[Interest] static build for android and ios

Thiago Macieira thiago.macieira at intel.com
Tue Jul 14 17:57:50 CEST 2015

On Tuesday 14 July 2015 09:35:51 Gian Maxera wrote:
> The advantage on mobile is the size of the App.
> Qt is made of module, if you compile it statically, you don’t have a giant
> big library, but a lot of static modules. So, every module link against (at
> least) QtCore … that means you have a lot of duplication of static code to
> link against it and the result will be a bigger app full of duplication of
> object code.

Your understanding of static libraries is incorrect. There is no duplication 
of QtCore: there would be only one copy of it in the final binary. More than 
one copy would result in a crash very early on when one module's concept of a 
null QString didn't match another.

The linker will include all of your .o files, then select only the .o from the 
libraries that are needed to resolve symbols that weren't resolved yet (that's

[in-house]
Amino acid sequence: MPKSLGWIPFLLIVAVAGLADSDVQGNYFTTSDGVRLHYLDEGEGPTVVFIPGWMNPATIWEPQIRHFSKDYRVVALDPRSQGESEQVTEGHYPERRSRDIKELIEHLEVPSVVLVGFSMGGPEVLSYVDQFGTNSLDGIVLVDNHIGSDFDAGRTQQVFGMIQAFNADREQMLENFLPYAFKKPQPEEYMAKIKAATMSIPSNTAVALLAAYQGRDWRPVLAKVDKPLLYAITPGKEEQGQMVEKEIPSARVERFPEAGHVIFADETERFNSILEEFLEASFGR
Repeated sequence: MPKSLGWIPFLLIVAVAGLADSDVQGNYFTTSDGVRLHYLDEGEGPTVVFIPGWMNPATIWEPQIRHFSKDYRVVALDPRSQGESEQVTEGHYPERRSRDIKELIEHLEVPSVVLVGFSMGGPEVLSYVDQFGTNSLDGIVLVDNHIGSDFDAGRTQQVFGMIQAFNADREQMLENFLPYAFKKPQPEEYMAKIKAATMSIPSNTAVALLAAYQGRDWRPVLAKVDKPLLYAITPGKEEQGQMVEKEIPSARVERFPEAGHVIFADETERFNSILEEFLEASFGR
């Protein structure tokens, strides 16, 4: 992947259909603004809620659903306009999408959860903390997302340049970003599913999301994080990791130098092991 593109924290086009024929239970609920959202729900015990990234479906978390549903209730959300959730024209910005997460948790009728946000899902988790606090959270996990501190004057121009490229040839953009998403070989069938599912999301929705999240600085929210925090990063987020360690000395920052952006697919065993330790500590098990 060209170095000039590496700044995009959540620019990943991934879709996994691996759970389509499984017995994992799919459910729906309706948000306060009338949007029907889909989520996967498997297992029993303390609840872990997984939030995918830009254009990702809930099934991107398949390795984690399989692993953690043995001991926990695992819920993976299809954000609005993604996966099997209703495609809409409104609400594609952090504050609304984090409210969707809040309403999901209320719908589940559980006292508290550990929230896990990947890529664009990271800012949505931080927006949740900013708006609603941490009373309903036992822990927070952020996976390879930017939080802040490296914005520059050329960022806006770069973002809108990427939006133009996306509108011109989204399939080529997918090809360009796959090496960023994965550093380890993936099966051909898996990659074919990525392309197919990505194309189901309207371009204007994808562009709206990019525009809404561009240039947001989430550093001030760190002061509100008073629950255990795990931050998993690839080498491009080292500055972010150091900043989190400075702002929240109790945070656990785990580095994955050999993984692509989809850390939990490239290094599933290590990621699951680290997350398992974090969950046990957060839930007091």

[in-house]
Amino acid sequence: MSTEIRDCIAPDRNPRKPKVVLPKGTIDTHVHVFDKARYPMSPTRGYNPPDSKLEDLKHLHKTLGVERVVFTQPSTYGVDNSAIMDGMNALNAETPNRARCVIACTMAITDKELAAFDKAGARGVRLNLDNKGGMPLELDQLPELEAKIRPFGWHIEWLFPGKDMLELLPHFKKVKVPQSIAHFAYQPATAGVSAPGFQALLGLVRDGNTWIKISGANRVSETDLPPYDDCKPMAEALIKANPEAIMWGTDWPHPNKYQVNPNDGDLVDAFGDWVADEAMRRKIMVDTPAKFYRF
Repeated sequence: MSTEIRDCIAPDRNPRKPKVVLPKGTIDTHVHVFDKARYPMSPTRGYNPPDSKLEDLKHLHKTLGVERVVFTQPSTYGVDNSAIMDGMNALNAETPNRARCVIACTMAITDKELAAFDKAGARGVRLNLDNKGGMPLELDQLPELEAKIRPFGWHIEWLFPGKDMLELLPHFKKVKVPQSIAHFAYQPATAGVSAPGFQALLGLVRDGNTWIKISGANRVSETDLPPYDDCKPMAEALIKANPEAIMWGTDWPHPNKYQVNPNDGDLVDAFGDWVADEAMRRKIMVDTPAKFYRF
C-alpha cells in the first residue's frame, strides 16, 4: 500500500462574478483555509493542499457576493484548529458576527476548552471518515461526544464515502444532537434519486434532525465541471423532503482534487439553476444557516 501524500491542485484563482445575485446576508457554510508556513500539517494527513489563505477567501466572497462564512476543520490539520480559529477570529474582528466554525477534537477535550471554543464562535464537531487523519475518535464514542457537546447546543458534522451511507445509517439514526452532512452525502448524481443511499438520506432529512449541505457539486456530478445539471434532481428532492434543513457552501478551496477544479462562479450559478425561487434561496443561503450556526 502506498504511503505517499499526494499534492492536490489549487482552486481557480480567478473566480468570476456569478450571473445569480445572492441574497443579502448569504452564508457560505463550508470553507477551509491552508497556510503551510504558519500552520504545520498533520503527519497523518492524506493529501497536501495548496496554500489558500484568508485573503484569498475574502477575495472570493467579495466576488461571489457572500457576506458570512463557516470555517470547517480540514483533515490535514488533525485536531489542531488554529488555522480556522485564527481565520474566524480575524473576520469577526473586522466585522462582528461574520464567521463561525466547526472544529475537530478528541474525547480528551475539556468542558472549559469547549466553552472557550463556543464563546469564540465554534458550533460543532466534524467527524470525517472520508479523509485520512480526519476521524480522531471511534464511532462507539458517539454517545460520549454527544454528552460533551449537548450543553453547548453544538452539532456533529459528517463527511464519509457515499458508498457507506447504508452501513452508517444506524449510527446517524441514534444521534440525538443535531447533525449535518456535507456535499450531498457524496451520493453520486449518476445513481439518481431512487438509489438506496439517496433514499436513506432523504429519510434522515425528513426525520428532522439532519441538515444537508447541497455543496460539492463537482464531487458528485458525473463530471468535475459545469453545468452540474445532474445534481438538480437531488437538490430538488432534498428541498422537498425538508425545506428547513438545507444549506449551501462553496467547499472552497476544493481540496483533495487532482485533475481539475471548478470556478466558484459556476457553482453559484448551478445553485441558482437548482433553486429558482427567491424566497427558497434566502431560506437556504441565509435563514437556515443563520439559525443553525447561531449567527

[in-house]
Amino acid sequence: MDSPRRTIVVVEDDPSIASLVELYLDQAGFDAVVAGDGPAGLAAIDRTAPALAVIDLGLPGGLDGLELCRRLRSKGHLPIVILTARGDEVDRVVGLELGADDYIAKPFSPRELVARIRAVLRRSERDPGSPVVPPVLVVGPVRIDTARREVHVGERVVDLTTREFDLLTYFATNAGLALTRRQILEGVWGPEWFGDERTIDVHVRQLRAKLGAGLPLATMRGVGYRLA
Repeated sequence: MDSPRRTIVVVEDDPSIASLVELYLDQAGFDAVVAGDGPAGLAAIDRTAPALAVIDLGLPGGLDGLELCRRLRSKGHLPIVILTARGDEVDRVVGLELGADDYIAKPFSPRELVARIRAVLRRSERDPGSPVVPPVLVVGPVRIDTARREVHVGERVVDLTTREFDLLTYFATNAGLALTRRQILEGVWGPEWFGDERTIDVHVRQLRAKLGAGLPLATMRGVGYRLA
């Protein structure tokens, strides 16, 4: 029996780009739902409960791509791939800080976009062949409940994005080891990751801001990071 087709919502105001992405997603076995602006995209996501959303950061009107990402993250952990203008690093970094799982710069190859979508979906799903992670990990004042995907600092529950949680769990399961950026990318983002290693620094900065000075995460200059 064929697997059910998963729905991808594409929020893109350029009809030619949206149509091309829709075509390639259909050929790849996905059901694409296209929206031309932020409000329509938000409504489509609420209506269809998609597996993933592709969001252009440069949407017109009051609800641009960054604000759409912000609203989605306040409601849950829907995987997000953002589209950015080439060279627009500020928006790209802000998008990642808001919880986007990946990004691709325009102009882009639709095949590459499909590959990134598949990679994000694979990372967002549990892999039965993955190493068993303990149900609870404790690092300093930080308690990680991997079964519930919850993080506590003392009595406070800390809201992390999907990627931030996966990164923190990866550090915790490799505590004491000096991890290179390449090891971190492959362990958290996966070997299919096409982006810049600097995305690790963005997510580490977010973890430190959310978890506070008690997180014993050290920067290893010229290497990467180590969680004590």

also the reason why the order of static libraries is important).

> Another advantage is the startup time. A static app is a big .exe to put
> fully on the memory before to start the app. That means if your app is
> bigger of 40Mb at startup your mobile device need to fully load it into
> memory before start the app. If it’s dynamic link, the library are loaded
> only when needed. That means, if your app is only 2Mb of code, you load at
> startup only 2Mb and then when some features are needed the corresponding
> library is loaded.

Again, incorrect understanding.

First of all, if loading everything were necessary, then all the .so would 
need to be fully loaded and usually that's a bigger size than a static binary.

Second, the files are always mmap()ed to memory, so only the pages actually 
used will be loaded. There's no reason why a static binary would need to run 
more code at an earlier stage than a comparable dynamic binary.

Thiago Macieira - thiago.macieira (AT) intel.com
  Software Architect - Intel Open Source Technology Center

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